Aranmen All / Tom O'Flaherty.
- Dingle : Brandon books, 1991. - 192 p. ;
|PUBLISHER'S DESCRIPTION :
Tom O'Flaherty, older brother of Liam (author of The Informer, Famine
and many other books) was born and reared on Inis Mór, the largest of
the Aran Islands ; he left Ireland in the early years of the century
for America.A socialist and republican, he was a comrade in the
US of James Larkin, John Reed and James Cannon. Writing fluently in
both Irish and English, he contributed newspapers, including An
tEireannach. He returned to Ireland where he died on inis Mór in 1936.His
stories bring to life the world of Aran at the turn of the century.
Almost every page is dominated by the sea, with its harvest of fish,
seaweed and the flotsam and jetsam of shipwrecks, and with its constant
threats of storm and drowning. There are stories, too, about eviction,
land war, emigration and return.
|THE SPECTATOR 3 August 1934 : “ Mr. Tom O'Flaherty avoids the extreme methods of contemporary Irish realism in his first book, Aranmen All. Many years spent in America have enabled him to appreciate more deeply the ways and customs of his native island of Aran Mor.
his brother, the well-known Irish novelist, Mr. Liam O'Flaherty, he
knows the islanders thoroughly, but his sketches and stories have a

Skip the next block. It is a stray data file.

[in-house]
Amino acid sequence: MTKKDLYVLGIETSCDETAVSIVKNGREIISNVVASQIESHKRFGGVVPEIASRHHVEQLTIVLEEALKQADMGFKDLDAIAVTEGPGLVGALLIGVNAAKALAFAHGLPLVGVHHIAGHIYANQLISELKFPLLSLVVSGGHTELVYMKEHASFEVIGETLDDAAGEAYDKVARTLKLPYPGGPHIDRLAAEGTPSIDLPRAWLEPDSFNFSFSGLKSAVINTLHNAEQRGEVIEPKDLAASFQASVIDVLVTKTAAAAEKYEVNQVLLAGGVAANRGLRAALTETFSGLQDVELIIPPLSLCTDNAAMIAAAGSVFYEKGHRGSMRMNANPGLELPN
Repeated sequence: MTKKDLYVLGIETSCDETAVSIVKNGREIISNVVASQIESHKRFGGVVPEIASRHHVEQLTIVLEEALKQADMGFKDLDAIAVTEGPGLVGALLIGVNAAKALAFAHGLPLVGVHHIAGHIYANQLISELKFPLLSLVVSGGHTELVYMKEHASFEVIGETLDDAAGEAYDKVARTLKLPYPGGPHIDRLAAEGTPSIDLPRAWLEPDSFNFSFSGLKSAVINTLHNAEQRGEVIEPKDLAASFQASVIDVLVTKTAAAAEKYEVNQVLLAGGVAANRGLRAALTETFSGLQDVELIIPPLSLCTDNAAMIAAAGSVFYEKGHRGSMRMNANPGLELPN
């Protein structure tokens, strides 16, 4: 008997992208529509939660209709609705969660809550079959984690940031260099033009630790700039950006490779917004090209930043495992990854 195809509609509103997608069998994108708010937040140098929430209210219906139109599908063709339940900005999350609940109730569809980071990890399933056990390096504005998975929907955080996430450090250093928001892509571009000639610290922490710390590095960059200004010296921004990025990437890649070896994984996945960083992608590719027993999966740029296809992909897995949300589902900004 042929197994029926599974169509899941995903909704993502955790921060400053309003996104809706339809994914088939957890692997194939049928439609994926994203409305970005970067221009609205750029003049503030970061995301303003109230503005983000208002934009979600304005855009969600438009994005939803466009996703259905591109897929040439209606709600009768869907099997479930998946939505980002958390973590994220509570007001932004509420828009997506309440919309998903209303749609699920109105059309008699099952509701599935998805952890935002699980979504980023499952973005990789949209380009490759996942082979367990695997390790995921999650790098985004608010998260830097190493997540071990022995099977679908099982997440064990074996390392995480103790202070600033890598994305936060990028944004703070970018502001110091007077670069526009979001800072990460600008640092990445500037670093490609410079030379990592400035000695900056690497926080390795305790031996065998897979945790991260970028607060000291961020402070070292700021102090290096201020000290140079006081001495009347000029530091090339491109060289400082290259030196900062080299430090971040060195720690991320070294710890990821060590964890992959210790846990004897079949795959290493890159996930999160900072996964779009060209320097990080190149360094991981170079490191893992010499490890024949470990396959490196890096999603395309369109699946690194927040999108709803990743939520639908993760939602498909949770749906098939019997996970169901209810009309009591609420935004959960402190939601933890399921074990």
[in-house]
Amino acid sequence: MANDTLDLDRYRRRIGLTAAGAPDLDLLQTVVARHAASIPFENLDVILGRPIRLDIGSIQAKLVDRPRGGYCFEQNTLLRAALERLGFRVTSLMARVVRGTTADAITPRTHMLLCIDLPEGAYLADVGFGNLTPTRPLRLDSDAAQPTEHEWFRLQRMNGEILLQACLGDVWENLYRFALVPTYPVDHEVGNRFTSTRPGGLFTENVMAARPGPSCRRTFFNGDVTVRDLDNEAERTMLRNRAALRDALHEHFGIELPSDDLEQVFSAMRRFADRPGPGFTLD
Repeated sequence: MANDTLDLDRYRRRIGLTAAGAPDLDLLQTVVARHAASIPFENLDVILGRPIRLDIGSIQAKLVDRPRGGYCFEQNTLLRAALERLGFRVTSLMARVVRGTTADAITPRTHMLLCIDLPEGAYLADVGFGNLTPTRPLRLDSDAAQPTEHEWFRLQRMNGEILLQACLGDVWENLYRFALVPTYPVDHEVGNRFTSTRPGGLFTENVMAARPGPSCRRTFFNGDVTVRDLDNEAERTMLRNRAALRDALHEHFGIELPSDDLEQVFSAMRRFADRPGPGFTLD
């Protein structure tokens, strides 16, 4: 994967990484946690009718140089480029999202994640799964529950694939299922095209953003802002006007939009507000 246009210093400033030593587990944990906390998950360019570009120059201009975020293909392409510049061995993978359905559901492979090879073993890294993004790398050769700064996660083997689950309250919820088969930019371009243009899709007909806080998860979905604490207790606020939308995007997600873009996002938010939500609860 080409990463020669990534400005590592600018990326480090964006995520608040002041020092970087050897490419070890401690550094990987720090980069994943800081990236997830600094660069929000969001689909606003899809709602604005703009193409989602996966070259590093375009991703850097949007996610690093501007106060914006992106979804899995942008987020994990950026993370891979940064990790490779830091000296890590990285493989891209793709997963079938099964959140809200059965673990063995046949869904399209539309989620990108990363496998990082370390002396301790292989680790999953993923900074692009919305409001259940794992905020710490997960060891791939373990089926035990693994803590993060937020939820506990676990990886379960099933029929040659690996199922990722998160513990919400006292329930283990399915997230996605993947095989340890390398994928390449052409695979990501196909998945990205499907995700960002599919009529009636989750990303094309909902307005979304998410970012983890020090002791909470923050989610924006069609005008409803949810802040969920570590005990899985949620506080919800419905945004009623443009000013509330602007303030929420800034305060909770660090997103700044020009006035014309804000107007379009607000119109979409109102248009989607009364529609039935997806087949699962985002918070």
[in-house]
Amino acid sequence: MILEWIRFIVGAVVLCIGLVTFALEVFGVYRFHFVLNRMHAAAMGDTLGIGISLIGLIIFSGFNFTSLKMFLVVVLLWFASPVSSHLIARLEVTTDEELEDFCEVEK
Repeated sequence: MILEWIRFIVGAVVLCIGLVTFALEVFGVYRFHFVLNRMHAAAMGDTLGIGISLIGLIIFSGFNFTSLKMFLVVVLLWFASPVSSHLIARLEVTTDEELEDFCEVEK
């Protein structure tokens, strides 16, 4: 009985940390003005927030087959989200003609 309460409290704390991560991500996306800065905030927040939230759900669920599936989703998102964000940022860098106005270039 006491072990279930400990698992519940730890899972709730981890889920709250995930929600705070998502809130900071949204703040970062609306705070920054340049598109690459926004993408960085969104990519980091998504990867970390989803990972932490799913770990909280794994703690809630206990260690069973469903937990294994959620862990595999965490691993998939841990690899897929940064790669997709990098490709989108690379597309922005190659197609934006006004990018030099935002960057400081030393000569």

kindly note of their own. Atlantic storms, the dangers endured by the
fishermen in their frail curraghs, tales of ancient prowess or of
strange sea monsters told around the fire in winter — these
are the subjects on which he writes.
It is many years since
Synge went to the Aran Islands, but recently they have been really
" discovered ". Mr. O'Flaherty gives us intimate and
fascinating glimpses of a primitive community which as yet remains
unspoiled, despite the influx of the Gaelic language enthusiasts.
pass Gregory's Sound that divides Inismaan from Aran. We turn by Straw
Island in towards the little harbour of Kilronan. I am glad to be back
again ; but I am sad also. For underneath the tombstones in the
little churchyard on the sandy shore of Killeany lie the remains of
many of those who bid me a tearful farewell when I left Kilronan pier
twenty-one years ago !
I find my breath coming quicker.
There is a queer dryness on my lips as the boat slows down and crawls
the last few hundred yards. A jangling of bells, a stamping of feet, a
shout from the shore and then at last with a bump and a grunt the Dún Aonghus ties up a the pier.
Without waiting for the gangway I leap the rail. I am home ! Home in Aran !
☐ Home at last, pp. 191-192
- « Aranmen all », Dublin, London : At the sign of the Three candles, Hamish Hamilton, 1934
- « Cliffmen of the West », London : Sands & Co., 1935
- « An
Bhrachlainn Mhór » Tom O'Flaherty’s short
stories newly ed. by Éamon Ó Ciosáin,
Indreabhán (Co. Galway) : Cló Iar-Chonnachta, 2020
|mise-à-jour : 18 décembre 2020